The Masters Review Blog

Mar 27

New Voices: “The Sum of All Amazements” by Lyndsie Manusos

“My father lit himself on fire as a side gig.” It’s unlikely you’ll need much more than that to be hooked into Lyndsie Manusos’s “The Sum of All Amazements,” the honorable mention in our 2022 Summer Short Story Award for New Writers. Eleven-year-old Annie looks up to her father, an amateur daredevil, more than anyone else in the world. She, too, aspires to have her name printed among the great escape artists of all time—and with her birthday coming up, what better time to start than now?

In 1901, the first woman went over Niagara Falls in a large wooden barrel. She was the first person to go over Niagara and survive. She was in her sixties. Poor. Her husband had died shortly after the Civil War. Her name was Annie, like me.

My father lit himself on fire as a side gig. When he wasn’t working as a mechanic, he was an amateur daredevil. He performed at local rodeos in Spring Grove and Lakemoore. The Greased Pig festival and at the start of the boat races at Blarney’s Island. Low-budget high schools hired him for homecoming football games. Those sorts of things.

Once, he performed for a minor league baseball game in Springfield. Seventh inning stretch. The grass in the outfield was blackened for the last two innings. When the outfielders dove for the ball, they stood up with ash streaked along their pants. But there was a pleasant smell of burnt leaves and cigars after. People seemed relieved watching Dad perform. Something about watching someone else go to hell and back inspired people to breathe better, deeper. I loved that. Seriously. I believed my father was a part of something that singed the soul. He was special. He was special to me.

* * *

I watched from the field’s end zone while he put on layers of protective clothing. Our overweight beagle Evel sat next to me on the grass, his face resting on my thigh. I’d had three people already tell me animals weren’t allowed on the field, but I kept saying Evel was a service animal for my father’s anxiety, which was true and false at the same time. While Evel snored on my leg, Dad sang a Cleo Brown song while suiting up. Take a look at me, tell me, can’t you see, I’m right in my cup, I’m not myself tonight. He was a loud singer with a reedy voice, but when he sang, it was catchy. You’d never pick him for a band as much as summer camp counselor.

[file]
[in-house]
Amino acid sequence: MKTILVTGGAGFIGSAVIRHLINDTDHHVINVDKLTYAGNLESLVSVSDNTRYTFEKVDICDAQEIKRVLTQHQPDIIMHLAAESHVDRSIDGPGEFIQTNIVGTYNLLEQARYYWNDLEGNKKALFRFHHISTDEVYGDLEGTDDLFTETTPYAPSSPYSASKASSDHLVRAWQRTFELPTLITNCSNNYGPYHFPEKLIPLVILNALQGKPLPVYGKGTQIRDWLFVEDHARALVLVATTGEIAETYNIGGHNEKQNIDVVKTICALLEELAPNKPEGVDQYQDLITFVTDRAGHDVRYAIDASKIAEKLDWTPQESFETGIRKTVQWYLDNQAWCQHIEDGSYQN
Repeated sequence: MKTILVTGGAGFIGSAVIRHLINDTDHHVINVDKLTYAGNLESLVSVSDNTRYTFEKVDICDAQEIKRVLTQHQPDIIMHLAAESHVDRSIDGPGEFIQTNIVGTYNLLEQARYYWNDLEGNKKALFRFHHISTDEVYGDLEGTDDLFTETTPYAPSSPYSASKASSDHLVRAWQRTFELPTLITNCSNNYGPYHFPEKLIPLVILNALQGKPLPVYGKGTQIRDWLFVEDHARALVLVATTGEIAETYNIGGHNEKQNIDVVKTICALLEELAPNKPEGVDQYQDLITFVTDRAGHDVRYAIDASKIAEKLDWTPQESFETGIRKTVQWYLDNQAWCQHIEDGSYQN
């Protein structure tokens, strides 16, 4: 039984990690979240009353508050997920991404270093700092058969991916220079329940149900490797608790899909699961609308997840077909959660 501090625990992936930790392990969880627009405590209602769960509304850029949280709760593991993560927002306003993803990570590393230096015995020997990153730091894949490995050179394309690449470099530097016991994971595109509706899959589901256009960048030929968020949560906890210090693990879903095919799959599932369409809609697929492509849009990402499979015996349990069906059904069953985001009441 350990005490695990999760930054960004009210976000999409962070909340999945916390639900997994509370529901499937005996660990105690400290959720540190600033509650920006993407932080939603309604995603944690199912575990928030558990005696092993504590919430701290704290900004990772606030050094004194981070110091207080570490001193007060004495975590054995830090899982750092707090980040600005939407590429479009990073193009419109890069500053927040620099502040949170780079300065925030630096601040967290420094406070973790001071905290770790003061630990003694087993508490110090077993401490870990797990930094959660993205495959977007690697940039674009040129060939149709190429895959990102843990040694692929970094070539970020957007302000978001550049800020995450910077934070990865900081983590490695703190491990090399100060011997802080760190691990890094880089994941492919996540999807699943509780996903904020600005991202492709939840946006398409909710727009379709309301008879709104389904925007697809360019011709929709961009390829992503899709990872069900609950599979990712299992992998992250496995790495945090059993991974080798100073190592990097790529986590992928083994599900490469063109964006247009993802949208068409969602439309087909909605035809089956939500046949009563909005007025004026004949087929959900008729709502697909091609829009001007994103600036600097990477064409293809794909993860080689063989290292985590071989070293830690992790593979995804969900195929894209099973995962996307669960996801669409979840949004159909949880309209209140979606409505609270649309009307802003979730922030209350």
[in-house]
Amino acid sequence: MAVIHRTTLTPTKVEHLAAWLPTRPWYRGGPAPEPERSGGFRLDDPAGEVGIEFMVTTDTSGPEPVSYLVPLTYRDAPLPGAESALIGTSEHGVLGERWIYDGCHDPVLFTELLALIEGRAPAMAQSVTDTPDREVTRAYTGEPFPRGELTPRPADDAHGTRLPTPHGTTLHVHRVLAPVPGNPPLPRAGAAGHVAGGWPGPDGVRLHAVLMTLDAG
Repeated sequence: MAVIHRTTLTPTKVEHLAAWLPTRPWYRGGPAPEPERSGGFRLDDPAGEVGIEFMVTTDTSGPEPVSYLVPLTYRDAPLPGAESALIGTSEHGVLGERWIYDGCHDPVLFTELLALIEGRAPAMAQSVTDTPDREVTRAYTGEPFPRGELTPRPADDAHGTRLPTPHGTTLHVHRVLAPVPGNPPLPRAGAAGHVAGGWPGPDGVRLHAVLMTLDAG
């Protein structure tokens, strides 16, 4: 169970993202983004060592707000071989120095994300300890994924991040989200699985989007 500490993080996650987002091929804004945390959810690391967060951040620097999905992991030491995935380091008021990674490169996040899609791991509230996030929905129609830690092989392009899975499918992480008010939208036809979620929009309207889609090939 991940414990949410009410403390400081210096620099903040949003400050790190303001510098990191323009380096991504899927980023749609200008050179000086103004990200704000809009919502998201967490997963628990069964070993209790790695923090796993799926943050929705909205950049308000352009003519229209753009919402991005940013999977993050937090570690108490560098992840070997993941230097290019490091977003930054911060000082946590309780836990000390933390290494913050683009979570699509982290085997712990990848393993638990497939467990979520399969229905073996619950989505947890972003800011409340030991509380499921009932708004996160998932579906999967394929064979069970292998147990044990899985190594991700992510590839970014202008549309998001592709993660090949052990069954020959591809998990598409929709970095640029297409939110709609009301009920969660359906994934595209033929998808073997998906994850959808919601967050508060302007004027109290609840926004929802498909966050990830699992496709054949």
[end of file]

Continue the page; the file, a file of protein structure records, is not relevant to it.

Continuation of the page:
“Do I look good, Annie?” he asked.

I gave him a thumbs up.

Harry Houdini wrote something along the lines that an old trick well done was much better than a new trick with no effect. My dad was all about perfecting his old trick.

He tugged the hood over his head and placed the mouthpiece from the small oxygen tank in his mouth. By now he looked like a marshmallow man. Faceless. A hood and a massive amount of flame-resistant cushioning to keep the heat at bay. I heard kids laugh.

“What an idiot.” A boy pointed from the super fan section on the home team’s side. He was painted blue and white. The Woodville Blue Streaks. The fans from the visiting team were chanting across the field.

“What the hell’s a Blue Streak?” (Clap clap clap-clap, clap.) “What the hell’s a Blue Streak?” (Clap clap clap-clap clap.)

What the hell was a blue streak, I thought. Woodville was the high school I was due to go to following year. I had always groaned over the mascot and envied the town’s rival, the Johnsburg Bull Dogs. A vicious-looking dog, the exact opposite of Evel, emblazoned with fire around its head and fire in its eyes. That was something to cheer for. Too bad the district lines butted both my parents’ houses into Woodville.

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